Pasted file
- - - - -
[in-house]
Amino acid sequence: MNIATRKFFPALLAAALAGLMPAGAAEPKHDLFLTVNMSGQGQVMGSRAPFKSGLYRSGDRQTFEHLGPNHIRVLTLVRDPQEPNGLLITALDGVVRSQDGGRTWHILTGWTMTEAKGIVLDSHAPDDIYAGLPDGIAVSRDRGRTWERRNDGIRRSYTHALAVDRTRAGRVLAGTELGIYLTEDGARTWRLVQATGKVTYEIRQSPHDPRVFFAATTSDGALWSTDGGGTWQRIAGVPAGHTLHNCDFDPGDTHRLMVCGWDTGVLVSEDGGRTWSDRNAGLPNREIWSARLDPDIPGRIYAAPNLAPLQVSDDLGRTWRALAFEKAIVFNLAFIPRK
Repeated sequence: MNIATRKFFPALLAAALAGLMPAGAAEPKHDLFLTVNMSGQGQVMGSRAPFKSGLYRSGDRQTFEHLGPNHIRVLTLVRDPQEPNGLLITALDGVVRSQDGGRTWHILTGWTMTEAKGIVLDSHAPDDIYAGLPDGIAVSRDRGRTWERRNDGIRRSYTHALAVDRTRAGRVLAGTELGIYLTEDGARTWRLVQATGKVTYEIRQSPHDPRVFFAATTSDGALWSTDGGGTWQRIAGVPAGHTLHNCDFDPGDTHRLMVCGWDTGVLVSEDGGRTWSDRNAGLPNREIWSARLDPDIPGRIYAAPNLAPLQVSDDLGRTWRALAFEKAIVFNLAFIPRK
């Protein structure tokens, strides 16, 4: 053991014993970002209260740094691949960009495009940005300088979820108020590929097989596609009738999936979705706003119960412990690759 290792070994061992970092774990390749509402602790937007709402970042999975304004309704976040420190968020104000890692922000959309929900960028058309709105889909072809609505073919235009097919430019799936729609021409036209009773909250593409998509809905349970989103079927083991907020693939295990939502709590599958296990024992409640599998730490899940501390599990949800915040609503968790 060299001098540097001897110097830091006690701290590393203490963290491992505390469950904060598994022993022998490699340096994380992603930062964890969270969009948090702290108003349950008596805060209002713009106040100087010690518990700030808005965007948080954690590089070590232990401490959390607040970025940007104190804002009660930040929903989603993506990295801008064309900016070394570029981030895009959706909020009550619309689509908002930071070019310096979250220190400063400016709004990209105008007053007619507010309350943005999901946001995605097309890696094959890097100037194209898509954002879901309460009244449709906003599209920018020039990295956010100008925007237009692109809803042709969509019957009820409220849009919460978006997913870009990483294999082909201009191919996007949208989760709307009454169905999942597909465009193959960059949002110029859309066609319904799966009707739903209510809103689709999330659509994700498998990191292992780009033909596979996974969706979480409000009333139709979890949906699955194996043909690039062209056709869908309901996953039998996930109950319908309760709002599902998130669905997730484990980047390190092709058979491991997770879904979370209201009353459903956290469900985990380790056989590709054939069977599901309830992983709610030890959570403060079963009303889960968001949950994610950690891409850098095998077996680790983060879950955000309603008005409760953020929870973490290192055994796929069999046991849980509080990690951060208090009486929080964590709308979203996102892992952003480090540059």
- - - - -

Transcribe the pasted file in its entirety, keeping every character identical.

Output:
[in-house]
Amino acid sequence: MNIATRKFFPALLAAALAGLMPAGAAEPKHDLFLTVNMSGQGQVMGSRAPFKSGLYRSGDRQTFEHLGPNHIRVLTLVRDPQEPNGLLITALDGVVRSQDGGRTWHILTGWTMTEAKGIVLDSHAPDDIYAGLPDGIAVSRDRGRTWERRNDGIRRSYTHALAVDRTRAGRVLAGTELGIYLTEDGARTWRLVQATGKVTYEIRQSPHDPRVFFAATTSDGALWSTDGGGTWQRIAGVPAGHTLHNCDFDPGDTHRLMVCGWDTGVLVSEDGGRTWSDRNAGLPNREIWSARLDPDIPGRIYAAPNLAPLQVSDDLGRTWRALAFEKAIVFNLAFIPRK
Repeated sequence: MNIATRKFFPALLAAALAGLMPAGAAEPKHDLFLTVNMSGQGQVMGSRAPFKSGLYRSGDRQTFEHLGPNHIRVLTLVRDPQEPNGLLITALDGVVRSQDGGRTWHILTGWTMTEAKGIVLDSHAPDDIYAGLPDGIAVSRDRGRTWERRNDGIRRSYTHALAVDRTRAGRVLAGTELGIYLTEDGARTWRLVQATGKVTYEIRQSPHDPRVFFAATTSDGALWSTDGGGTWQRIAGVPAGHTLHNCDFDPGDTHRLMVCGWDTGVLVSEDGGRTWSDRNAGLPNREIWSARLDPDIPGRIYAAPNLAPLQVSDDLGRTWRALAFEKAIVFNLAFIPRK
């Protein structure tokens, strides 16, 4: 053991014993970002209260740094691949960009495009940005300088979820108020590929097989596609009738999936979705706003119960412990690759 290792070994061992970092774990390749509402602790937007709402970042999975304004309704976040420190968020104000890692922000959309929900960028058309709105889909072809609505073919235009097919430019799936729609021409036209009773909250593409998509809905349970989103079927083991907020693939295990939502709590599958296990024992409640599998730490899940501390599990949800915040609503968790 060299001098540097001897110097830091006690701290590393203490963290491992505390469950904060598994022993022998490699340096994380992603930062964890969270969009948090702290108003349950008596805060209002713009106040100087010690518990700030808005965007948080954690590089070590232990401490959390607040970025940007104190804002009660930040929903989603993506990295801008064309900016070394570029981030895009959706909020009550619309689509908002930071070019310096979250220190400063400016709004990209105008007053007619507010309350943005999901946001995605097309890696094959890097100037194209898509954002879901309460009244449709906003599209920018020039990295956010100008925007237009692109809803042709969509019957009820409220849009919460978006997913870009990483294999082909201009191919996007949208989760709307009454169905999942597909465009193959960059949002110029859309066609319904799966009707739903209510809103689709999330659509994700498998990191292992780009033909596979996974969706979480409000009333139709979890949906699955194996043909690039062209056709869908309901996953039998996930109950319908309760709002599902998130669905997730484990980047390190092709058979491991997770879904979370209201009353459903956290469900985990380790056989590709054939069977599901309830992983709610030890959570403060079963009303889960968001949950994610950690891409850098095998077996680790983060879950955000309603008005409760953020929870973490290192055994796929069999046991849980509080990690951060208090009486929080964590709308979203996102892992952003480090540059």